Godescalc Evangelistary Facsimile Edition: from the Scriptorium of Charlemagne to Libraries Worldwide

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One of the most important manuscript commissioned by Charlemagne to celebrate his Empire, the Godescalc Evangelistary is now available in a special library facsimile edition.

Read How the Facsimile Project Was Born

The manuscript of the Godescalc Evangelistary, preserved in the Bibliothèque Nationale in Paris with the shelfmark Nouv. acq. lat. 1203, doesn’t need many words of introduction: suffice it to say that it is the earliest known manuscript produced in Charlemagne’s Court School.

The story of this facsimile is a special one: a few years ago the Godescalc manuscript had come very close to being published, however, its production suddenly came to an end when the publishing house that had undertaken the project went out of business. As a result, the printed pages of the Evangelistary ended up laying around in a warehouse likely to be forgotten and lost forever.

Godescalc Evangelistary facsimile edition

We, at Facsimile Finder, couldn’t stand the fact that the facsimile edition of such an important manuscript risked never to be published. So, we decided to come to the rescue of this precious manuscript and, after a lot of hard work and negotiation, Facsimile Finder was finally able to take on the publication of the Godescalc outstanding facsimile edition!

The edition of such an important manuscript risked never to be published

The reason why we have been so fortunate to become the publishers of the Godescalc Evangelistary facsimile is a combination of hard work, expertise in the facsimile world and a bit of luck (that doesn’t hurt). Our facsimile of the Godescalc Evangelistary is a special library edition: there aren’t fancy additions and the facsimile is published in a simple yet elegant leather binding (the original binding is now lost).
Because of this, we were able to focus on the quality of the reproduction in all its complexities (paper, images, gold, binding…) offering a much better price.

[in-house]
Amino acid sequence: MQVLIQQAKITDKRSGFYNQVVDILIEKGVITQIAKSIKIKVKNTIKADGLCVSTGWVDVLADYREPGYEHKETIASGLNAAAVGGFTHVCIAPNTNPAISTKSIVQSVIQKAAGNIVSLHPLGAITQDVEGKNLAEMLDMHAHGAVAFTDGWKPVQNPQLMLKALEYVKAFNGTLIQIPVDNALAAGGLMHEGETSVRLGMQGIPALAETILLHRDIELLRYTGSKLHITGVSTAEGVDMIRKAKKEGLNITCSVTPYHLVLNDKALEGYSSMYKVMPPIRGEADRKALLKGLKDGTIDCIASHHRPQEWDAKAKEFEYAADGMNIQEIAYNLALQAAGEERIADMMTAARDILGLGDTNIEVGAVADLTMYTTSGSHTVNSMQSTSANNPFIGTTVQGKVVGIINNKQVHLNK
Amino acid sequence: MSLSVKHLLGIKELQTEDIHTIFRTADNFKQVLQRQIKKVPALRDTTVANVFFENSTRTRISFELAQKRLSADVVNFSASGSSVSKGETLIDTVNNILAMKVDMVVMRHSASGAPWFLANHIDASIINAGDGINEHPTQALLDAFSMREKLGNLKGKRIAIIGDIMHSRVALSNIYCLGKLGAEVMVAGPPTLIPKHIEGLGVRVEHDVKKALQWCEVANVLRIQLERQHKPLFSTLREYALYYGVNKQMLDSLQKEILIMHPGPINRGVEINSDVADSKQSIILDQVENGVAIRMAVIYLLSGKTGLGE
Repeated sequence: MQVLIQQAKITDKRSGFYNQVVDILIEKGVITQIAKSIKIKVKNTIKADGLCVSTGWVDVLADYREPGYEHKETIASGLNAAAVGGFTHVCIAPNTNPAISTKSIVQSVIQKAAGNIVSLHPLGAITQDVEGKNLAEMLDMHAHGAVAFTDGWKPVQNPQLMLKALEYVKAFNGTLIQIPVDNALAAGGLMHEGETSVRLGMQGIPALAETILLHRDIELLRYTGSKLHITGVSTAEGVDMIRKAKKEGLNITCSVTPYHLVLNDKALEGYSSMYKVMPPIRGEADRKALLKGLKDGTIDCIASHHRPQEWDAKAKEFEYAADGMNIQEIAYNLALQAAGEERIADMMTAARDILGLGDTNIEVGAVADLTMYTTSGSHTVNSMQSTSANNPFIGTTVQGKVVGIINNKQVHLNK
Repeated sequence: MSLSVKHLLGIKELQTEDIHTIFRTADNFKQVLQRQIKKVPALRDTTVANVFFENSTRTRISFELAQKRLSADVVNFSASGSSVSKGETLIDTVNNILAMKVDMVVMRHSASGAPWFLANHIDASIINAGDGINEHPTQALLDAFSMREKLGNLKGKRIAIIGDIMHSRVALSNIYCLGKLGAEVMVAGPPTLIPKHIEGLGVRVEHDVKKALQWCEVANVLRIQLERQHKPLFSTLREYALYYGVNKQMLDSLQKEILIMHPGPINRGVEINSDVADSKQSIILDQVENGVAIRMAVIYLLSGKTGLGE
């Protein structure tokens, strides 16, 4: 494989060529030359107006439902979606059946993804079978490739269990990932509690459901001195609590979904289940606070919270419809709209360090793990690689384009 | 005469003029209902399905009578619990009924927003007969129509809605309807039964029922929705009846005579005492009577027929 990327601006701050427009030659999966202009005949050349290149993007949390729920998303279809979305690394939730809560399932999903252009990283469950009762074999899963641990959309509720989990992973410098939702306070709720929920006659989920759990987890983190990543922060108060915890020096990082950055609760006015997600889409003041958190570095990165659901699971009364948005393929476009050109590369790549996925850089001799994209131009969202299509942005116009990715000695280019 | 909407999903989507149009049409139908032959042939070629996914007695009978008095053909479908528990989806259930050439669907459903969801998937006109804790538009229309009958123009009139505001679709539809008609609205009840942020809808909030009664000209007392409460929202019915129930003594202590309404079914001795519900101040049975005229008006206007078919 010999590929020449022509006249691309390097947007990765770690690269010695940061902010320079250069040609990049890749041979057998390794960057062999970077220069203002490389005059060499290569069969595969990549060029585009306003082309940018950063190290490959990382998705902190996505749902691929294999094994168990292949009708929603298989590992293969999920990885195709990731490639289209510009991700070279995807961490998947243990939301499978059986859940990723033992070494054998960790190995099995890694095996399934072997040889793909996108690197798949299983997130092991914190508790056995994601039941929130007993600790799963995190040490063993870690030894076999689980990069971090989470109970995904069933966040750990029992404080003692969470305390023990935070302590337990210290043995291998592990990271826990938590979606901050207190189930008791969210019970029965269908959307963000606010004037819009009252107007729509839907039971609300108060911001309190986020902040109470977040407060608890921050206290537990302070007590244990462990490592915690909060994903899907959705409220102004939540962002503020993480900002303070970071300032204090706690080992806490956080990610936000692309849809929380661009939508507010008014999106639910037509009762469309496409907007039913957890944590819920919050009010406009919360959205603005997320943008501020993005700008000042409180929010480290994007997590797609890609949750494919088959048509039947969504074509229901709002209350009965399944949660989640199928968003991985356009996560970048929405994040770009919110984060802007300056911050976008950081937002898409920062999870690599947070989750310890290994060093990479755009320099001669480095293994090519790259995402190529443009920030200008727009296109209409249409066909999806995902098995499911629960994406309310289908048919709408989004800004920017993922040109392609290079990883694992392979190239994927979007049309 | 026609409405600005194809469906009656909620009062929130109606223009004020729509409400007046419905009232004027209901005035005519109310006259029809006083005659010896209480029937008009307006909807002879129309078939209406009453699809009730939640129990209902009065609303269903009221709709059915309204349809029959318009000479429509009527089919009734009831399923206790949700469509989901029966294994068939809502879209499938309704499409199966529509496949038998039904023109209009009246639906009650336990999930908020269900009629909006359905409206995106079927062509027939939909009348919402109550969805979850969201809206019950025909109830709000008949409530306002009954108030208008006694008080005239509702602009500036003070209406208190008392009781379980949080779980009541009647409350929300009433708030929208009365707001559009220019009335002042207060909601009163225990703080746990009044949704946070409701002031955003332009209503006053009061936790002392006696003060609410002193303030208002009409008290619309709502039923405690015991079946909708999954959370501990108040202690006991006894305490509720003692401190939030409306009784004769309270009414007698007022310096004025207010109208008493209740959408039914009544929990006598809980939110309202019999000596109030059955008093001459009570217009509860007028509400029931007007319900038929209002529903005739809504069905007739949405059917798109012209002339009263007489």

First copies of the Godescalc Evangelistary

Ageing the Paper to Look Like Real Parchment

When the book-block first arrived, after carefully analyzing it, we found ourselves facing a question: was it possible to make the pages more similar to those of the original manuscript, also from an optical, tactile and even auditory standpoint?

Our expertise in the world of facsimile editions, including that of the production process, turned out to be extremely helpful: so, with the cooperation of Giacomo Cecchetti (Pazzini Editore) we ran some tests to age the pages.

Below you can see three different kinds of ageing:

Three types of book blocks of the Godescalc Evangelistary
Three types of book blocks of the Godescalc Evangelistary
  1. The top book-block is as folios come from the printing process, without any additional processing;
  2. the middle book-block is aged after the quires are sewn together. It’s a light treatment that adds a bit of cockling to the outer edges of the folios;
  3. the bottom book-block has undergone the longest but most effective treatment. Bifolia are individually treated before being gathered in quires. They’re then hand-sewn and the covers are mounted on the book block.

As you see, the bottom book-block shows a certain movement: so if you were to have a guess, which one would you think we chose? Yes, the third one. This is a process that costs twice the simpler aging, but, as you can see from yourself, it was totally worth it, and – surprise! – we kept the sale price as initially planned!

Detail of hand-sewn quires
Detail of hand-sewn quires

How We Chose the Appropriate Binding for the Godescalc Evangelistary Facsimile

As the manuscript’s original binding is lost and being the current one unfortunately quite damaged, we decided to go for a simple leather binding with Charlemagne monogram, debossed at the center of the front and back covers.

On the spine, two simple titles: Evangeliarium (as it’s called the manuscript in the BnF catalog) and Nouv. Acq. Lat. 1203, its shelf-mark at the library. The font we used is similar to the Carolingian script of the manuscript.

The book-block is hand-sewn and the headbands are in two colors, attached to the book-block through the traditional process of bookbinding and hand-sewn with silk thread.

So how do you feel about the covers? Hopefully you’ll like them!

Godescalc Evangelistary Facsimile still Up for Grabs!

Although published in 2015, the Godescalc Evangelistary facsimile is still available! Because of a very limited publication of 100 copies, only a few copies remain so don’t miss the opportunity of owning this beautiful masterpiece. For further info simply get in touch with us, we are happy to help!